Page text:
We don't think about halftoning much in connection with on-line images, because we can display so-called true colors in a Web image. They're still made up of primary colors, but the process and the dots are mostly invisible to people who create and view Web sites.
However, there is one issue with Web images that can still make good use of halftoning. That has to do with transparency. Images on the Web can have transparent parts, but they can't have semi-transparent parts. In other words, if you use Photoshop to make beautiful soft-edged images, your Web page will have to have a white background to keep that look.
If you want an image to appear to have a soft-edge, but the background is complex, with different colors and/or patterns, you can approximate that soft edge by using halftone dots. An example of this is at:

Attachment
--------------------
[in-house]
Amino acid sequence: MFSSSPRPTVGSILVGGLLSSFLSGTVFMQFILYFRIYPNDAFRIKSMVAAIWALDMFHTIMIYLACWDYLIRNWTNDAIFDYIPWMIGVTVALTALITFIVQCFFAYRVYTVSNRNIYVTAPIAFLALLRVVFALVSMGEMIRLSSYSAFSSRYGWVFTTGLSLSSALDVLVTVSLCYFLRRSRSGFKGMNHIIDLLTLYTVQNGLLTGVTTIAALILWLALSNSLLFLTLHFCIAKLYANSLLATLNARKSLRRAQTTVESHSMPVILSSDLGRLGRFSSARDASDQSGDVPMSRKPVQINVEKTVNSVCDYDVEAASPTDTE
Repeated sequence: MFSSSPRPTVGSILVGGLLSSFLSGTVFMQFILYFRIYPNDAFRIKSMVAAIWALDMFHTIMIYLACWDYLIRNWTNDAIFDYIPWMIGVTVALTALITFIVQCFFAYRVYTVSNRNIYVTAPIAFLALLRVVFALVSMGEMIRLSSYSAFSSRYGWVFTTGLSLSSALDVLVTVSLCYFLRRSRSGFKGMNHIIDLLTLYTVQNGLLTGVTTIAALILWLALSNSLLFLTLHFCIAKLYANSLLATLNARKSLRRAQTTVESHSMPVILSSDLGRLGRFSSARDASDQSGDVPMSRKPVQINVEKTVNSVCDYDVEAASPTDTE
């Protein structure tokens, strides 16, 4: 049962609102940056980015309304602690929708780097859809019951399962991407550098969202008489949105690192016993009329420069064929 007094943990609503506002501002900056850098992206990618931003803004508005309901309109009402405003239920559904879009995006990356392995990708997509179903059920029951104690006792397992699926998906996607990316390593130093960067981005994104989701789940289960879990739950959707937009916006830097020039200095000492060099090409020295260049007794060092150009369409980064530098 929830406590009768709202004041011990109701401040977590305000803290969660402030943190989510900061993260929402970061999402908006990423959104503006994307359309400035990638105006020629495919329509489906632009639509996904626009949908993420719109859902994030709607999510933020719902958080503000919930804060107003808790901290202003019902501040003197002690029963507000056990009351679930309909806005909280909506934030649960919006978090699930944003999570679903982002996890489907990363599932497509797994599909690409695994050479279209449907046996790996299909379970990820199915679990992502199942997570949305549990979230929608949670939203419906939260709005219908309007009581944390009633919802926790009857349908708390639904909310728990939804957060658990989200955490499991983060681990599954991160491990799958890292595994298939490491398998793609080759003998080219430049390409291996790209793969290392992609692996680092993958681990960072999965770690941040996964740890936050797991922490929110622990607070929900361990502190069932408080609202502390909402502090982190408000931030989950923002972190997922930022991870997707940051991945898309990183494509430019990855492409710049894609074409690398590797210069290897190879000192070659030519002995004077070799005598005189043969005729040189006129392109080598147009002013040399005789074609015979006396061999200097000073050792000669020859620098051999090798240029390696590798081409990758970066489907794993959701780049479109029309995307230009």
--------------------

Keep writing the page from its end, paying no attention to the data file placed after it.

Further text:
The interesting thing is that the halftone dot pattern is almost invisible. That's right. The human eye more or less tunes out this regular pattern, so the white box appears to fade more or less smoothly into the background. (Not now, of course, because you're looking for it! Try squinting a bit.)
So, here's how you can get this effect with Photoshop:
- Create the basic shape for the image background (rectangle, ellipse, etc.)
- Blur the edges with Gaussian blur to get the right edge "fuzziness"
- Convert the image mode to "Bitmap," using one of the dither or halftone options. These give you a lot of control over what pattern gets used to approximate the grayscale of the blurred shape.
- Now convert the image mode back to "Grayscale". It's grayscale, but all the actual pixels are either black or white.
- Use the Select->Color range ... tool to select all the background pixels, and delete them, leaving a transparent background.
- You can use Select->Color range ... again to select all the opaque pixels and make them any color you want.